Top Tourist Attractions in Dantewada
Dantewada (South Bastar)
Dantewada is a town and a municipality in the Dantewada district of Chhattisgarh, India. It serves as the administrative centre of the Dantewada District. It is the division’s fourth most populous city. Dantewada is a lovely district in the state of Chhatisgarh’s southern bastar region. Beautiful towering and lengthy range of hills with dense green saal and teak forests abound throughout the area. The Indravati, Godavari, and Shabhari rivers run through the area. Many panoramic vistas are created by these rivers, and water falls in a number of locations across the region.
Historical sites such as Barsoor, Bhadrakali, and Dantewada are also worth seeing in addition to the scenic splendour. The Bailadila Iron Ore Project Township, mines, parks, and hilltop habitations of Aakash Nagar and Kailash Nagar are all sights that must be seen on a visit to Dantewada.
Best Places to Visit in Dantewada
- Samlur Shiva Temple
- Barsur – An Archaeological Treasure
- Fulpad Waterfalls
- Dholkal Ganesh
- Bodhghat Sath Dhar
Samlur Shiva Temple
Samlur is located around 9 kilometres from the District Headquarters in Dantewada. Here is an ancient Shiva Temple that is mostly intact and is routinely revered by the devotees.
Bacheli, located 28 kilometres from the District Headquarters in Dantewada, is well-known for producing the best iron ore in the country. The mining operation is carried out by NMDC in the towns of Bacheli and Kirandul on the Bailadila mountains.
Barsur – An Archaeological Treasure
Barsur, once the capital of Nagavansh Raja Banasur, is a popular tourist attraction for those interested in history and ancient sculptures. This little hamlet is teeming with ancient gems.
Located in the midst of a lovely green hills area Fulpad is an adventurous destination for those who enjoy hiking and environment.
Dholkal Ganesh is a lovely location located 3000 feet above sea level in the Bailadila Mountain ranges of Dantewada District. The primary feature of the site is a 3 foot exquisite stone statue of Lord Ganesha said to have been created during the 10th and 11th century under the Naga kingdom. This site, located 13 kilometres from the district headquarters in Dantewada, is a haven for nature enthusiasts and people who enjoy trekking over lush green hillocks.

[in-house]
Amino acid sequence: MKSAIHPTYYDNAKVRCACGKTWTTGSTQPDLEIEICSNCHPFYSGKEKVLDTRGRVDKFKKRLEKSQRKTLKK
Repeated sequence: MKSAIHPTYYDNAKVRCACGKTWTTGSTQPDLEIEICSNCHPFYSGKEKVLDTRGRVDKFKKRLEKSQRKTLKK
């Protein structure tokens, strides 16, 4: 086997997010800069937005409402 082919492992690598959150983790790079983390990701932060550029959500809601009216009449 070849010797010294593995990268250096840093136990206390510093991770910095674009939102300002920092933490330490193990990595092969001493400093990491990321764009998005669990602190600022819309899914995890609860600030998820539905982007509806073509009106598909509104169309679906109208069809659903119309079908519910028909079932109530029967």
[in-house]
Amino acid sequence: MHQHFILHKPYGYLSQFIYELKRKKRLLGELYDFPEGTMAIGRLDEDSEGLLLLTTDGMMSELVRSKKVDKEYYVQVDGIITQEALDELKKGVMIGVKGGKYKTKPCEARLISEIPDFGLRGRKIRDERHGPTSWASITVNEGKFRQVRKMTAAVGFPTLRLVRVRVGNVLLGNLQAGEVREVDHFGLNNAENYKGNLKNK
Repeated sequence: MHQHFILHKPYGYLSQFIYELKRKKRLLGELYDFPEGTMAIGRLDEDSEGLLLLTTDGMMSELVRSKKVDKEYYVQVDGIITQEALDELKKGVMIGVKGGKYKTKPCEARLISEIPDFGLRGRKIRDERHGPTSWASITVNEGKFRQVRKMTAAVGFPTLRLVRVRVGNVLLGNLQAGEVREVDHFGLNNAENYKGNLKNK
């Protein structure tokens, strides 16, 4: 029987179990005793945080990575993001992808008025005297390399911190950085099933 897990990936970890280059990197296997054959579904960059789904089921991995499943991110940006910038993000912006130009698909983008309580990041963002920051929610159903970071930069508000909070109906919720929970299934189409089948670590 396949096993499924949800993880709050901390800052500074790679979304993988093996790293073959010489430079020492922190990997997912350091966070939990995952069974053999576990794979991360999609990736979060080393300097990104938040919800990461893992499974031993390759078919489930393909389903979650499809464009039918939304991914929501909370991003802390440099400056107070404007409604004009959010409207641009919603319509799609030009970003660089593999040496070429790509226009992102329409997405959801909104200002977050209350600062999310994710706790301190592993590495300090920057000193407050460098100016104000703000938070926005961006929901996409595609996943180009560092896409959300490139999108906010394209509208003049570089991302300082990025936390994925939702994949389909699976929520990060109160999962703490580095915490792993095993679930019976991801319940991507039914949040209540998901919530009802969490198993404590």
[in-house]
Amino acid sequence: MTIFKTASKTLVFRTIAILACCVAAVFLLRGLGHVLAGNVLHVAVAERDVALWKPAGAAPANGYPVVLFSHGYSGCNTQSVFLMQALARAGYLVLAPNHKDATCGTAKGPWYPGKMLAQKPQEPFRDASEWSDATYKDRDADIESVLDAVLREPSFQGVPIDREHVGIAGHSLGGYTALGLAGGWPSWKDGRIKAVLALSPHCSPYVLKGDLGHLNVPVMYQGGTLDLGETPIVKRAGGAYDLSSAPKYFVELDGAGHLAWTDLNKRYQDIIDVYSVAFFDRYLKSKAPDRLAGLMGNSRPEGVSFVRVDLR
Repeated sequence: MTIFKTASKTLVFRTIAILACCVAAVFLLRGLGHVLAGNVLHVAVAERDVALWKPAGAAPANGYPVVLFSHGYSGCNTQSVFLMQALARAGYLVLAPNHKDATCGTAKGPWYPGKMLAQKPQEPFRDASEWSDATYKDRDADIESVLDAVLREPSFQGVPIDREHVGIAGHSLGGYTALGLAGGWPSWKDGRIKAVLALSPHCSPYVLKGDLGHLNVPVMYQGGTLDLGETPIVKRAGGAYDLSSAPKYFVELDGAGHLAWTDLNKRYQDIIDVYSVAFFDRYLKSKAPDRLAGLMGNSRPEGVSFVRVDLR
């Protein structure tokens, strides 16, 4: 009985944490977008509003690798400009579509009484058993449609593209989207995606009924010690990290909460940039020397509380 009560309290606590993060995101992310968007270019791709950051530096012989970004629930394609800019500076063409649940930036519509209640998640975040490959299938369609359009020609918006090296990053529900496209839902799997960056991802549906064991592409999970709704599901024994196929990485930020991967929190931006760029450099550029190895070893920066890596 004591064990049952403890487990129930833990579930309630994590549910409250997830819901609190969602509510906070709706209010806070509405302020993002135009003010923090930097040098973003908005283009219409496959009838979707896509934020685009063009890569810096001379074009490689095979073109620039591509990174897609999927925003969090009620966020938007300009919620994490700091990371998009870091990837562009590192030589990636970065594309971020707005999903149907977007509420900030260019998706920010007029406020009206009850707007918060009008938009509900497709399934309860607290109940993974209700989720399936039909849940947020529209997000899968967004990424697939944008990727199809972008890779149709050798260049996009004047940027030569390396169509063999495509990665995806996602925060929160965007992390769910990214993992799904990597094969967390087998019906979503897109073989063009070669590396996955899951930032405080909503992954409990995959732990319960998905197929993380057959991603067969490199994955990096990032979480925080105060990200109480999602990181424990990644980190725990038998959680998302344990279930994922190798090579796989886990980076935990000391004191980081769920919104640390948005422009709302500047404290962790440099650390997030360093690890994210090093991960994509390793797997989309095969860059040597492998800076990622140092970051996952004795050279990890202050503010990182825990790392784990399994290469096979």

Temple devoted to Ma Danteshwari, the most venerated Goddess of Bastar and one of the 52 Shakti Pithas. Sati Devi’s teeth are said to have fallen here, giving rise to the name Dantewada.
Places of Interest
Dantewada is a lovely district in the southern bastar area of Chhatisgarh state. The area is endowed with a stunning tall and lengthy chain of hills covered in dense green saal and teak forests. The rivers Indravati, Godavari, and Shabhari run through the area. These rivers create several panoramic views and water falls around the area. Aside from the scenic splendour, historical sites like as Barsoor, Bhadrakali, and Dantewada are also worthwhile visits. The Bailadila Iron Ore Project Township, mines, parks, and hill top habitations of Aakash Nagar and Kailash Nagar are sights that should not be missed during a visit to Dantewada.
Dantewada, a very ancient town in India, had been the capital city of a magnificent Kingdom in its golden era. In prehistoric times, this settlement was known as Tarlapal and Dantawali, as shown by stone sculptures unearthed in the region. The town’s primary attraction is a magnificent temple dedicated to Goddess Danteswari. This temple, which is one of the country’s Shaktipithas, is frequented by devotees from all across the country throughout the year. This temple, built mostly in the South Indian style of (temple) architecture and located at the confluence of the holy rivers Shankini and Dhankini, provides a wonderful sensation of tranquilly and enormous delight to devotees who come. Aside from Danteshwari temple, the temple of Bhairm Baba is also historically significant.